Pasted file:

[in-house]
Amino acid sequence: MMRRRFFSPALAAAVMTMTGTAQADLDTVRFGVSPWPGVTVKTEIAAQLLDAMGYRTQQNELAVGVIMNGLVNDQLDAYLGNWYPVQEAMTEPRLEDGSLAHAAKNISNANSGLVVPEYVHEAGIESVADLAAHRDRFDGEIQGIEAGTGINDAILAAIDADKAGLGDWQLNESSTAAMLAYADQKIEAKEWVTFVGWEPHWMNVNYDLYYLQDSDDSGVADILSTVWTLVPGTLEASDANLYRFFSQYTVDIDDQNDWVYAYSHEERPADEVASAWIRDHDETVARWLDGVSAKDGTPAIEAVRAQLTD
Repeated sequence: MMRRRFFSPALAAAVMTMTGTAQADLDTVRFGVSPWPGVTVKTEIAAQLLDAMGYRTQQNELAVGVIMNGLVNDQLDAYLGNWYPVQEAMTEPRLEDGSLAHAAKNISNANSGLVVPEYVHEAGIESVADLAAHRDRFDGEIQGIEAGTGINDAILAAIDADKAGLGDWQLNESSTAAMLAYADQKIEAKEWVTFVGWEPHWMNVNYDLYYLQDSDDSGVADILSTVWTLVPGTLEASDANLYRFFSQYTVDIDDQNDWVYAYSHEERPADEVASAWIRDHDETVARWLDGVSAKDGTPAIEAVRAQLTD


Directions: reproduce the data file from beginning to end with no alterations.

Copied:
[in-house]
Amino acid sequence: MMRRRFFSPALAAAVMTMTGTAQADLDTVRFGVSPWPGVTVKTEIAAQLLDAMGYRTQQNELAVGVIMNGLVNDQLDAYLGNWYPVQEAMTEPRLEDGSLAHAAKNISNANSGLVVPEYVHEAGIESVADLAAHRDRFDGEIQGIEAGTGINDAILAAIDADKAGLGDWQLNESSTAAMLAYADQKIEAKEWVTFVGWEPHWMNVNYDLYYLQDSDDSGVADILSTVWTLVPGTLEASDANLYRFFSQYTVDIDDQNDWVYAYSHEERPADEVASAWIRDHDETVARWLDGVSAKDGTPAIEAVRAQLTD
Repeated sequence: MMRRRFFSPALAAAVMTMTGTAQADLDTVRFGVSPWPGVTVKTEIAAQLLDAMGYRTQQNELAVGVIMNGLVNDQLDAYLGNWYPVQEAMTEPRLEDGSLAHAAKNISNANSGLVVPEYVHEAGIESVADLAAHRDRFDGEIQGIEAGTGINDAILAAIDADKAGLGDWQLNESSTAAMLAYADQKIEAKEWVTFVGWEPHWMNVNYDLYYLQDSDDSGVADILSTVWTLVPGTLEASDANLYRFFSQYTVDIDDQNDWVYAYSHEERPADEVASAWIRDHDETVARWLDGVSAKDGTPAIEAVRAQLTD